Problem: You have a negative employee – the office critic – who finds it a challenge to make it through one work day without criticizing your decisions, disparaging colleagues, or complaining about your company’s policies or culture.
Everyone is entitled to their own opinion, but there is a fine line between sharing a differing viewpoint in a way that adds real value, versus exchanges that do nothing but create conflict and drama. The end of result? Your staff morale and productivity takes a severe nose dive.
The law of averages dictates that you will eventually be faced with the dilemma of dealing with the office critic who can only see that the glass is always half empty. And the reality is, when ‘negativity spreaders’ are not confronted, the venom can very easily spread to other staff.
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So just how do you inoculate your employees from the office critic and address the behavior?
Statesmanjournal.com offers the following simple steps on how to effectively deal with an office critic:
1. Understand change from the employee’s perspective. Employees can put up with change as long as they can talk openly about it. Remember most negative people don’t know that they’re negative because no one ever tells them.
2. Find the fear, then focus on solutions. Teach negative employees to focus on offering solutions, not just criticism. Turning the griper into a solution provider gives them a genuine avenue to contribute.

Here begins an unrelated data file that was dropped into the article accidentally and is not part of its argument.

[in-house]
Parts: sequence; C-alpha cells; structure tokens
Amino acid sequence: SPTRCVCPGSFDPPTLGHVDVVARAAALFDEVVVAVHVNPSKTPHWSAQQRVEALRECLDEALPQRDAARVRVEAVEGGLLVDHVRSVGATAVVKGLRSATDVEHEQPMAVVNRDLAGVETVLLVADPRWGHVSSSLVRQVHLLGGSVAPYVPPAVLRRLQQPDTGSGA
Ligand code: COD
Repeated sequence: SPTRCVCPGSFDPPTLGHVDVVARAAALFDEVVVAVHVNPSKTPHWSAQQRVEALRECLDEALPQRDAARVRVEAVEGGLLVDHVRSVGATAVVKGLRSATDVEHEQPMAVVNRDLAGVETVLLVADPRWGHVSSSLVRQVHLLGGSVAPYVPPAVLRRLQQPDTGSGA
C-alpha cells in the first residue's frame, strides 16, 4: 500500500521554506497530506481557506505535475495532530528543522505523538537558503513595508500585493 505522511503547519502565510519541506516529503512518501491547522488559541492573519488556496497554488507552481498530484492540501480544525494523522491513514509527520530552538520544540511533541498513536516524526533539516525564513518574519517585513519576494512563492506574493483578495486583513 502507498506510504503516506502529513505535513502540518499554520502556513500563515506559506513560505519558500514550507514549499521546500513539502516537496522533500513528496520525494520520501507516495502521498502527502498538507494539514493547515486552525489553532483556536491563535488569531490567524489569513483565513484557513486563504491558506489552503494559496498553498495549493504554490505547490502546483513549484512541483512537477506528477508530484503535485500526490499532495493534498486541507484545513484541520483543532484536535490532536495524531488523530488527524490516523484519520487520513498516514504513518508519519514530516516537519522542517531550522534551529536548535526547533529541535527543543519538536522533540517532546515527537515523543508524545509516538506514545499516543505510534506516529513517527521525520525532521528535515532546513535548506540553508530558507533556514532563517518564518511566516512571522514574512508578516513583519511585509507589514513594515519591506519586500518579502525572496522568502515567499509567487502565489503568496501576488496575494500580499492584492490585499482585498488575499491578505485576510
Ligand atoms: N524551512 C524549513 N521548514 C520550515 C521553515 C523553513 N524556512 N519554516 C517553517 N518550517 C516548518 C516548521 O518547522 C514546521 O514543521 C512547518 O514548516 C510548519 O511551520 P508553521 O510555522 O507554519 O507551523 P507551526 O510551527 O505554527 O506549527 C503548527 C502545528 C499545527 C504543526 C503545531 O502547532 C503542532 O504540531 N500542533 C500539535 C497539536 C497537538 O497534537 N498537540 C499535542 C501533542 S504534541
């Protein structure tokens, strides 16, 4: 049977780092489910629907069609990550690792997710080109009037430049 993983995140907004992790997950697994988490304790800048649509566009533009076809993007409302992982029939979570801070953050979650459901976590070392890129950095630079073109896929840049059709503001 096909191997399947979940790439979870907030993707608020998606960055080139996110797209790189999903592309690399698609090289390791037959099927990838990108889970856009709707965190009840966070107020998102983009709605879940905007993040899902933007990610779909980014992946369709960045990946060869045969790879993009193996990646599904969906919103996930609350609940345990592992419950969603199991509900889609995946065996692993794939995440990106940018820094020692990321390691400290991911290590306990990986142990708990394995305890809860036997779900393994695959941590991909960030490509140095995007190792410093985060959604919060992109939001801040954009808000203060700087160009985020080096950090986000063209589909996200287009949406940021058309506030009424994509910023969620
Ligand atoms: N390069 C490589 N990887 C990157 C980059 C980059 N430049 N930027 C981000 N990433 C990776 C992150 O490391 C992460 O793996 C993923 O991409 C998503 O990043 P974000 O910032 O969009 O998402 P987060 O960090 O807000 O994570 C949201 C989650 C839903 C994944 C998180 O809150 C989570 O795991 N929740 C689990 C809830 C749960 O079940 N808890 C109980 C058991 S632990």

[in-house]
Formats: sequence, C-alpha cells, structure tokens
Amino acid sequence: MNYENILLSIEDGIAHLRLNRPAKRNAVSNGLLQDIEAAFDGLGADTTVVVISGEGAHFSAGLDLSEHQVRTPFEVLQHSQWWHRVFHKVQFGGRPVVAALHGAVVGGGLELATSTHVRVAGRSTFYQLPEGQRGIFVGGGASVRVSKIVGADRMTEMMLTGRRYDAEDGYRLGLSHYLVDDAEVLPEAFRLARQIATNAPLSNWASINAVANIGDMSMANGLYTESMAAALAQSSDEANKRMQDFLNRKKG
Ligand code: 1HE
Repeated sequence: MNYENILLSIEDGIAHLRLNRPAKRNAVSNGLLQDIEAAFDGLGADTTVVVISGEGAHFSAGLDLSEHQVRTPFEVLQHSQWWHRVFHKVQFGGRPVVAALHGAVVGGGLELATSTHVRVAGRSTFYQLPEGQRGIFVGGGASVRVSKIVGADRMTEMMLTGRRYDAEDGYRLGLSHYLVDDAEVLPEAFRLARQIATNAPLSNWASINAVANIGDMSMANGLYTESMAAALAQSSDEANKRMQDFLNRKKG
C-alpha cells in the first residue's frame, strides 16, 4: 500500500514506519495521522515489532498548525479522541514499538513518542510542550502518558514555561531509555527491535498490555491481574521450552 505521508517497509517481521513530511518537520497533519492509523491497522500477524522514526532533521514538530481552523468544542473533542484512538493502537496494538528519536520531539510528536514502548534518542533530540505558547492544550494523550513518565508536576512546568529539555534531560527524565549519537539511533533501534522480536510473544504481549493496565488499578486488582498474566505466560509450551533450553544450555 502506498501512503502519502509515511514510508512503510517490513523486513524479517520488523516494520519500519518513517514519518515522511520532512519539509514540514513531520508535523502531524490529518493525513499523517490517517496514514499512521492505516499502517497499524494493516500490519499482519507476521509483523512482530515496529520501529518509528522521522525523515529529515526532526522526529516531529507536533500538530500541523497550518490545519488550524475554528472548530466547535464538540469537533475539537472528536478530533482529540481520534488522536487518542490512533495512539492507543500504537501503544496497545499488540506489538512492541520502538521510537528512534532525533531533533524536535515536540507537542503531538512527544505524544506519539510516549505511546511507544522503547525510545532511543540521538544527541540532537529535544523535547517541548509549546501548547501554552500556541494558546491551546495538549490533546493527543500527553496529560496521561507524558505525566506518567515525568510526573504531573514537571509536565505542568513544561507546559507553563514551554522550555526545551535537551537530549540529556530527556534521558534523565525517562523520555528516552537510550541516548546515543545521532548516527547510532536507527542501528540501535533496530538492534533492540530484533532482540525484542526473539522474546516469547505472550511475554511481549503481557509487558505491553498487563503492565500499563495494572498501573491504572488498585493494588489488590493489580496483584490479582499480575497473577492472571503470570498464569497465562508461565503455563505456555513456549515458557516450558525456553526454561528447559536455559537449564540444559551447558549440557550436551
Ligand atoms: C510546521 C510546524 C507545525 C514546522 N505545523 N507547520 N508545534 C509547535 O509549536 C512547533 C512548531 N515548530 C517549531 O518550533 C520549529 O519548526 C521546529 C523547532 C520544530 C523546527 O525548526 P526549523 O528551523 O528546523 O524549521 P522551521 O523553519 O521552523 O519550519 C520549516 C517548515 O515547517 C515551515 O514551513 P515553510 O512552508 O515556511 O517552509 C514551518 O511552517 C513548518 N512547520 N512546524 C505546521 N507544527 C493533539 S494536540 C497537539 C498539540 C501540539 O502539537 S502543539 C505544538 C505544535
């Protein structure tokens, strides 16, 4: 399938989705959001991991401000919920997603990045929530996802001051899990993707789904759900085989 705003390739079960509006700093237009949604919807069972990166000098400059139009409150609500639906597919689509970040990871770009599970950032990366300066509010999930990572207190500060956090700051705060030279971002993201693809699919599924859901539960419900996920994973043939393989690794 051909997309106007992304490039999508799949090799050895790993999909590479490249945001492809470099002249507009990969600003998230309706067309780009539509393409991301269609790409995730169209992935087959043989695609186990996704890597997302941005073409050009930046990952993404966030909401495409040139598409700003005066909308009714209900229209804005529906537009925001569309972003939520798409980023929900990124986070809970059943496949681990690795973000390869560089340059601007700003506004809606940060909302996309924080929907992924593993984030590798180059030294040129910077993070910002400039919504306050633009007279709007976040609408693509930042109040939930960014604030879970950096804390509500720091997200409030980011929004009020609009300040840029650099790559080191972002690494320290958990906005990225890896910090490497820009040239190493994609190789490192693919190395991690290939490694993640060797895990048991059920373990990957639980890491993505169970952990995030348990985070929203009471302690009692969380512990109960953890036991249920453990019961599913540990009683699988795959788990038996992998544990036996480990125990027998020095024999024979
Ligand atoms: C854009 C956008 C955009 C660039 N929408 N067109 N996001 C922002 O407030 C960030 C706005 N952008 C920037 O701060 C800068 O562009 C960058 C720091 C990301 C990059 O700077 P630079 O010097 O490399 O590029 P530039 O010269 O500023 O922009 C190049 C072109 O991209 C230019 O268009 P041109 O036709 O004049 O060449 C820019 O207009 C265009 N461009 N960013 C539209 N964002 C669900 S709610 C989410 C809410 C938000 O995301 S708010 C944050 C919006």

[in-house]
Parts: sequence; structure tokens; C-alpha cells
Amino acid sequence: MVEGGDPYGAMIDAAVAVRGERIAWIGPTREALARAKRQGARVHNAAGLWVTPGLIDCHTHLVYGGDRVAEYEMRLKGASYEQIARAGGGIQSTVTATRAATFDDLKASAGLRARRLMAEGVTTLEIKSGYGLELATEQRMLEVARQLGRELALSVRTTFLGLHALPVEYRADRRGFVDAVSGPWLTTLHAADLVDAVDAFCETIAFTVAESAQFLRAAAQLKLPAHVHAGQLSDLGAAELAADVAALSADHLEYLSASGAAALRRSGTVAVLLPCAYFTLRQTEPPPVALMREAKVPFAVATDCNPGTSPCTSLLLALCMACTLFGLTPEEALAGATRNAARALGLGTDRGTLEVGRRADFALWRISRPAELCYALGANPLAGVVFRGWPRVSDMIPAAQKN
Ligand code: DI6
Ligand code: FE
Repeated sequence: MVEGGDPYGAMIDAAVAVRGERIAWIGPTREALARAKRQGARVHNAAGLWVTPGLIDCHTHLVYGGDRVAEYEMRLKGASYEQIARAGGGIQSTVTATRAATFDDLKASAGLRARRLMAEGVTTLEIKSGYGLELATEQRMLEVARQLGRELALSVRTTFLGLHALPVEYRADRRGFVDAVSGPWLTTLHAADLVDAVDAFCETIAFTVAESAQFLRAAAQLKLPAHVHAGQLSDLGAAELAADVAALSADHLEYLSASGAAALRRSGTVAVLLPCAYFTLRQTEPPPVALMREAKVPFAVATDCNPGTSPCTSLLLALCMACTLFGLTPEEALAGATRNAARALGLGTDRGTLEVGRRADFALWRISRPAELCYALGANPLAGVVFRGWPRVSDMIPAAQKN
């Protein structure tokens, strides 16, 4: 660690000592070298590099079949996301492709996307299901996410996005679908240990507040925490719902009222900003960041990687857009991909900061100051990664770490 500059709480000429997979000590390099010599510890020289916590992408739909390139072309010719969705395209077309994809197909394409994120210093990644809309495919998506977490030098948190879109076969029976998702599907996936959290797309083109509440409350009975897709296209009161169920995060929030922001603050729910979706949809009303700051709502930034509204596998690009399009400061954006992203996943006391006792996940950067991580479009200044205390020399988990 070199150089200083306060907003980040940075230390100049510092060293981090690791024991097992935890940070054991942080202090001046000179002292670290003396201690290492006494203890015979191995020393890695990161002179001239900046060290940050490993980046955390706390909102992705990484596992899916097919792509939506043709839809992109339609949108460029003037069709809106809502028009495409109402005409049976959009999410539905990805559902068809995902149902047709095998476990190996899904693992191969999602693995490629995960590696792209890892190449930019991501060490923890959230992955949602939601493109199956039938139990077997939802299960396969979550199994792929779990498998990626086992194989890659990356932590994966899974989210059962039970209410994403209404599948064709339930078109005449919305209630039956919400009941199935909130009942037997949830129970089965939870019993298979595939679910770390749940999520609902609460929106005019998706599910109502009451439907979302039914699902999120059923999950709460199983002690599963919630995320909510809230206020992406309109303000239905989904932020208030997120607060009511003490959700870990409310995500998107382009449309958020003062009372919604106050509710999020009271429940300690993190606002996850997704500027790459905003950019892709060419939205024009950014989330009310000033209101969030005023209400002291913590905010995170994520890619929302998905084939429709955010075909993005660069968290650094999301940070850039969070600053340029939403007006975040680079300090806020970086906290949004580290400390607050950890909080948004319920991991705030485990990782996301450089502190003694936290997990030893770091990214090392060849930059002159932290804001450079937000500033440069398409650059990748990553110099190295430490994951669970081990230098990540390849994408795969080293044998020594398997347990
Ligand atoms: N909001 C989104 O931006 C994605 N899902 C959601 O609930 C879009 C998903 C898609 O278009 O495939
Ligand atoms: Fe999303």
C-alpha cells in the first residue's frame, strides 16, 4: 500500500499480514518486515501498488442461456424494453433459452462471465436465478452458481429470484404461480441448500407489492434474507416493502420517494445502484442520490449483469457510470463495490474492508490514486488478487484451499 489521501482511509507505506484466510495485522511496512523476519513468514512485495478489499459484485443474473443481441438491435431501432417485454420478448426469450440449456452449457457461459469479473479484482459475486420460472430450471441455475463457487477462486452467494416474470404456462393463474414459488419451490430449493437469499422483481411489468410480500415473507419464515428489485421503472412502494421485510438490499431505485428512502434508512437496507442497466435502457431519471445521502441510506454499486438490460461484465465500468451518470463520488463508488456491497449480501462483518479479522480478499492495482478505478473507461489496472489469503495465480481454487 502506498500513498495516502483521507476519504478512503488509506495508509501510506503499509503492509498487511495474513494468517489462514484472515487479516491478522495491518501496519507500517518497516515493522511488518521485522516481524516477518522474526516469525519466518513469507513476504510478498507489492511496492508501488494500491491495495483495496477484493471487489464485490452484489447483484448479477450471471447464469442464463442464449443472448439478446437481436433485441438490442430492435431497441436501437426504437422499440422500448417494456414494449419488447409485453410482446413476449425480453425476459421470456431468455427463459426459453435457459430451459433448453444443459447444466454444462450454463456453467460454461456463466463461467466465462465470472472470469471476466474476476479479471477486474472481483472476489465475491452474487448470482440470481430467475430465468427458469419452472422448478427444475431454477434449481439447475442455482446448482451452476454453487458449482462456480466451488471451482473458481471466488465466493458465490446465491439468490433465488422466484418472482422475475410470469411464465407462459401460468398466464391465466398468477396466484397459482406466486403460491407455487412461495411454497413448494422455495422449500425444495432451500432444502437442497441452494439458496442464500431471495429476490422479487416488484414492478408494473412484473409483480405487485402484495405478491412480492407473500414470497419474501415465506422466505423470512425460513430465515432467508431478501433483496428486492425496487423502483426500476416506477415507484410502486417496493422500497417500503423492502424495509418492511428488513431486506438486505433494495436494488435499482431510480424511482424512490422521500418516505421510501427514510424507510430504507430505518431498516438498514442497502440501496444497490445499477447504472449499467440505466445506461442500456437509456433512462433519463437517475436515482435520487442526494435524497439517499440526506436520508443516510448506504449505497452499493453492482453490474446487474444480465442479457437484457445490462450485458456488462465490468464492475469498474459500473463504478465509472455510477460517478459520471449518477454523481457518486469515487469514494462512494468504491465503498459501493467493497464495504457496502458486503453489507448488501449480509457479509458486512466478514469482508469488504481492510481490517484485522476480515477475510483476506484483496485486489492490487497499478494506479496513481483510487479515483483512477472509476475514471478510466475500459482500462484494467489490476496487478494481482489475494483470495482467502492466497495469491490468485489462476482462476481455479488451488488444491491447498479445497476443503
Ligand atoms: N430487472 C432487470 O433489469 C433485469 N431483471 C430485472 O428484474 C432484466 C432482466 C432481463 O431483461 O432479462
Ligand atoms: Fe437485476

3. Do some coaching. Work with the negative person on improving their attitude. Chances are, these people are complaining because they think they have good ideas that haven’t been heard.
These tips require you to have a vested interest in coaching your employee to turn the behavior around as opposed to cutting the cord and terminating your direct report. Unless the behavior is extreme, making an attempt to turn the behavior around through coaching is a best practice that should not be overlooked.
Whether you choose to coach your office critic or terminate, make sure that you document your course of action and make sure that you are being consistent and fair in how you apply your approach to addressing the issue with other staff members.
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